5 volt regulated Supply

Gramps

Senior Member
Looking for a source for a really decent plug-in regulated 5 volt power supply.
Among the thousands of online parts, what are you long time "Picaxe Pros" using?
A unit that would work for breadboarding and for finished projects would be great. We don't mind paying a little more for quality!
Thanks, Gramps
 

datasmith

Member
I bought this from Amazon.com for $40 US last September.
It's just 2AMPS but plenty to breadboard micro-controller circuits and small servos, etc...
Adjustable voltages include 5V, 9V and 12V among others. This allows me to test my voltage regulated circuit designs against 9V and 12V battery sources.
Small, light weight, clean voltages. It's been working great for me non stop since I purchased it.

Battery Eliminator, Power Supply, AC to DC, 3V, 5V, 6V, 7.5V, 9V, 12V Outputs 2 AMPS Regulated DC Power
 

lbenson

Senior Member
really decent plug-in regulated 5 volt power supply
Not sure exactly what you mean. If a bench power supply, then the suggestions above could work for you, especially Tex's if you are looking for current limiting to guard against shorts in your projects under development (though you're not likely to want to use it for finished projects, especially if they're going somewhere away from your bench).

If you're just looking for a beefy plug-in, I've been using these 2A and 3A units:

 

techElder

Well-known member
and for finished projects
Sorry, Gramps, I didn't retain that you were looking for something to go with a finished project.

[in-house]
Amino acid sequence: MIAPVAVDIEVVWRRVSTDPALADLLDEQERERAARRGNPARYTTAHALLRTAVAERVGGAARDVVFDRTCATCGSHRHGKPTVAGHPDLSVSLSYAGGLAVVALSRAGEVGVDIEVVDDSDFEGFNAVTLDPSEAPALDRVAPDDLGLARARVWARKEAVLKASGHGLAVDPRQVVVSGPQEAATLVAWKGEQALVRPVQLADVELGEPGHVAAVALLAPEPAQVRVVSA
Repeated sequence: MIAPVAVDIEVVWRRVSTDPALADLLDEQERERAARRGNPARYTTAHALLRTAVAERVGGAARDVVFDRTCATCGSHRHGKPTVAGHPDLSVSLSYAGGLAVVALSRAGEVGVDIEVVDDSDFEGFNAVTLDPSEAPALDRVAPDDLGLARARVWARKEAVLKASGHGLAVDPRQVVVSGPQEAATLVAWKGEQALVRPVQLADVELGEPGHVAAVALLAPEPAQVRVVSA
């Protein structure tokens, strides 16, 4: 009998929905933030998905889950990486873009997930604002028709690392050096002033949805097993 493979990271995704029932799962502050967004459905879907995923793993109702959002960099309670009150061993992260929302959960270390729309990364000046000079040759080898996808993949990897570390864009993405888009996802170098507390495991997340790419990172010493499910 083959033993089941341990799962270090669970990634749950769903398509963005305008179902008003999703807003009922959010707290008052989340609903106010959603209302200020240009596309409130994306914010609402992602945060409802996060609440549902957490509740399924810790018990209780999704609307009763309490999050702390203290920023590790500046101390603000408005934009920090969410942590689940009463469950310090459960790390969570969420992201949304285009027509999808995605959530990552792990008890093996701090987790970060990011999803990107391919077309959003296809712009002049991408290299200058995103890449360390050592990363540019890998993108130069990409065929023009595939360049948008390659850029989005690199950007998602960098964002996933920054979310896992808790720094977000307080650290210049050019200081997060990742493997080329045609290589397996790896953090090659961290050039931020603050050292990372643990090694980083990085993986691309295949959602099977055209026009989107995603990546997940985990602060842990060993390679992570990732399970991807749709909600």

Like you said, there are so many options. Lance's choices certainly would be adequate for normal low-power projects and development. I also use something like that to power my development platform (AXE091.)

You definately should look for "universal" input voltage (90 - 240 vac) units, although the mechanically different plug situation is usually ignored.

Mostly, I'm building to fit protected 18650 batteries with external recharge capability. Seems like the way to go anymore.
 

datasmith

Member
Sorry Gramps. I read that wrong too. Didn't catch that you wanted a supply that you could also use for the finished project. I'm typically building battery powered projects. Ergo I need a true bench supply.
 

lbenson

Senior Member
Do you have a source for these batteries and their charger.?
Here is my latest for nearly-off-the-shelf 18650 battery holder + charger UPS:
18650 UPS A.jpg
Like this: https://www.aliexpress.com/item/4000200690185.html